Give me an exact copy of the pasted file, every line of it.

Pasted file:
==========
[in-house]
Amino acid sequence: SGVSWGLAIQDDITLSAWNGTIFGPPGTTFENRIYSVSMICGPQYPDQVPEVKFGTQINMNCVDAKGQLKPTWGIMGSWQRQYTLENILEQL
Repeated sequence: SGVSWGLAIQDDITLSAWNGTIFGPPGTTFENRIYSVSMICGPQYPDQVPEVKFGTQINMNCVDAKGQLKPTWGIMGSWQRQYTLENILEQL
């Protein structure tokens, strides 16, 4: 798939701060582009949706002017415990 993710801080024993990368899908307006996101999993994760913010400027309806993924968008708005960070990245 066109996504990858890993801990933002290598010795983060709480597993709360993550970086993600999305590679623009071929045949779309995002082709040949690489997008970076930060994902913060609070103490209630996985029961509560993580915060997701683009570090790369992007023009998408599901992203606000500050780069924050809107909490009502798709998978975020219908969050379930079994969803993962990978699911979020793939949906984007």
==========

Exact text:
[in-house]
Amino acid sequence: SGVSWGLAIQDDITLSAWNGTIFGPPGTTFENRIYSVSMICGPQYPDQVPEVKFGTQINMNCVDAKGQLKPTWGIMGSWQRQYTLENILEQL
Repeated sequence: SGVSWGLAIQDDITLSAWNGTIFGPPGTTFENRIYSVSMICGPQYPDQVPEVKFGTQINMNCVDAKGQLKPTWGIMGSWQRQYTLENILEQL
């Protein structure tokens, strides 16, 4: 798939701060582009949706002017415990 993710801080024993990368899908307006996101999993994760913010400027309806993924968008708005960070990245 066109996504990858890993801990933002290598010795983060709480597993709360993550970086993600999305590679623009071929045949779309995002082709040949690489997008970076930060994902913060609070103490209630996985029961509560993580915060997701683009570090790369992007023009998408599901992203606000500050780069924050809107909490009502798709998978975020219908969050379930079994969803993962990978699911979020793939949906984007």